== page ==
Bangladesh completes polio vaccination drive
DHAKA (Reuters) - Millions of children across Bangladesh were given their second vaccination against polio on Saturday, completing a drive to wipe out the disease, which re-emerged early last year, health ministry officials said.
The first round of vaccinations against the incurable disease, which affects mainly children under five and causes paralysis in a matter of hours, was given to some 25 million children on October 27.
The children were also given a Vitamin A capsule to improve their night vision.
Bangladesh, declared polio-free in August 2000, has launched several rounds of vaccinations since the disease re-emerged in March 2006, infecting some 18 children.
Most cases were in eastern areas on the border with India, one of four countries where polio is endemic.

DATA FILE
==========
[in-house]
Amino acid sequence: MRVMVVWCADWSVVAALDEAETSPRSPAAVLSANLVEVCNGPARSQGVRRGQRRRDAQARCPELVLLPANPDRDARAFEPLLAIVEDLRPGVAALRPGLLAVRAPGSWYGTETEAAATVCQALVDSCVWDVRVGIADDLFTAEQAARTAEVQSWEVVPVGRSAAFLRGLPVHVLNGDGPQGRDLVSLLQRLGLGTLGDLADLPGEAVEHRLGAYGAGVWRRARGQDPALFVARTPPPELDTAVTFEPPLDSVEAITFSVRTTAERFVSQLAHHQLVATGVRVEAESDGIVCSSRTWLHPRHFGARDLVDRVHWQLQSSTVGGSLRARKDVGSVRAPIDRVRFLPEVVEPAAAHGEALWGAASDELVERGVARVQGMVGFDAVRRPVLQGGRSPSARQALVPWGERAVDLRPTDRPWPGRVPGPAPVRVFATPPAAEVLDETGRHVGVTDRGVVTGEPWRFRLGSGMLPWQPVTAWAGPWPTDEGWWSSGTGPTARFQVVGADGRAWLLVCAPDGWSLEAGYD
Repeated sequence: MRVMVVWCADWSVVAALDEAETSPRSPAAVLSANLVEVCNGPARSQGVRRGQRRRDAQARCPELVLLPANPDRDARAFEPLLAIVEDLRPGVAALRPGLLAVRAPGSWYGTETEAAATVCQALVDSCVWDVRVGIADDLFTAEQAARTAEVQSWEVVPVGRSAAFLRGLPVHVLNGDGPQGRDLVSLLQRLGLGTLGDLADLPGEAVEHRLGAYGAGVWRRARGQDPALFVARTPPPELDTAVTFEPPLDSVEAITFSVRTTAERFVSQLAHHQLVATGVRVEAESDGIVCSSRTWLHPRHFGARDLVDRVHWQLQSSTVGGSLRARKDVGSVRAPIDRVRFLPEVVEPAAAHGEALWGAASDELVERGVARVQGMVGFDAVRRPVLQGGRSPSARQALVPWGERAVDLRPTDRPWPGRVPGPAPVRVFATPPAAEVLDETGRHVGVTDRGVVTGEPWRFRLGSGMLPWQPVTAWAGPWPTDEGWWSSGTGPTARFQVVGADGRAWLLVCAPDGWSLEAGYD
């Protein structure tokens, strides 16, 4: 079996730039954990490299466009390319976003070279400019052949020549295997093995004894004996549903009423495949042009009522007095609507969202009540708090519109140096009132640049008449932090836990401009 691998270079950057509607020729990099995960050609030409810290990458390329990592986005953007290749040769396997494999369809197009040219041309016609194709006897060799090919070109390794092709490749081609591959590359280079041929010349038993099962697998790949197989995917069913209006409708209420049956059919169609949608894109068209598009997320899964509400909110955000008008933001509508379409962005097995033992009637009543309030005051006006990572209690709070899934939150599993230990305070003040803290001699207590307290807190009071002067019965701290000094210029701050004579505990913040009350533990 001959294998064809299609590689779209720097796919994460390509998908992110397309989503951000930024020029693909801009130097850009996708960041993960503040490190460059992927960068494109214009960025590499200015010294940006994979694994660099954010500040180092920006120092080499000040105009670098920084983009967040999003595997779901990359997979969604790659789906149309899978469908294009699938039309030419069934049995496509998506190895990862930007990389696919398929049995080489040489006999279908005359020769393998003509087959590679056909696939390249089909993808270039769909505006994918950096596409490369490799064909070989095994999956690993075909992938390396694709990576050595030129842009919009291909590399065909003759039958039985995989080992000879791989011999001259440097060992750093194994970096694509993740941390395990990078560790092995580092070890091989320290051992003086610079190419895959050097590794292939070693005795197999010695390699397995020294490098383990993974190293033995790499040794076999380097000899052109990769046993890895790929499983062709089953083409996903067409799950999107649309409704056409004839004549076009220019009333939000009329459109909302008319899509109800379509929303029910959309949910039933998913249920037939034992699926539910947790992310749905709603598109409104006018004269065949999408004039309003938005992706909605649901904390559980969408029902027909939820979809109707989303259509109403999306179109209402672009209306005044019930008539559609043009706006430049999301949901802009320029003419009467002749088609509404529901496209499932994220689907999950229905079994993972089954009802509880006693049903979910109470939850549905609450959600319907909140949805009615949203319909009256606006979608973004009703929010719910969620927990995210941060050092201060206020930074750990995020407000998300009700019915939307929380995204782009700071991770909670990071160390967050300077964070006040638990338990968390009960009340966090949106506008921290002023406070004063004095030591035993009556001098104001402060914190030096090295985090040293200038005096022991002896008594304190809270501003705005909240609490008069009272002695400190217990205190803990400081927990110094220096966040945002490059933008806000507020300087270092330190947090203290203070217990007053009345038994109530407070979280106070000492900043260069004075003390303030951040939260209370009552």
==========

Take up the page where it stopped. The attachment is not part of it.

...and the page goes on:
Health officials believe the Bangladesh outbreak may have originated in India, which has reported more than 500 polio cases, a blow to global efforts to eradicate the disease.
Helped by the United Nations Children's Fund UNICEF and the World Health Organisation (WHO), Bangladesh engaged some 800,000 health workers and volunteers to complete the latest drive.
"The latest drive was successfully completed as almost all targeted children were vaccinated at thousands of centers across the country," retired Major-General Matiur Rahman, health adviser to the interim government, told reporters.
Polio spread from India's populous Uttar Pradesh state to neighboring Nepal and Bangladesh and distant Angola and Namibia in 2006. All were previously polio-free.
Separately, the U.S. Agency for International Development (USAID) said in a statement it will provide $173 million over the next five years to fund programs supporting maternal and child health in an agreement with Bangladesh.
The statement was issued after Kent Hill, Assistant administrator USAID, visited some health projects outside Dhaka on Saturday during his three-day tour in Bangladesh.
(Reporting by Nizam Ahmed, Editing by Ibon Villelabeitia)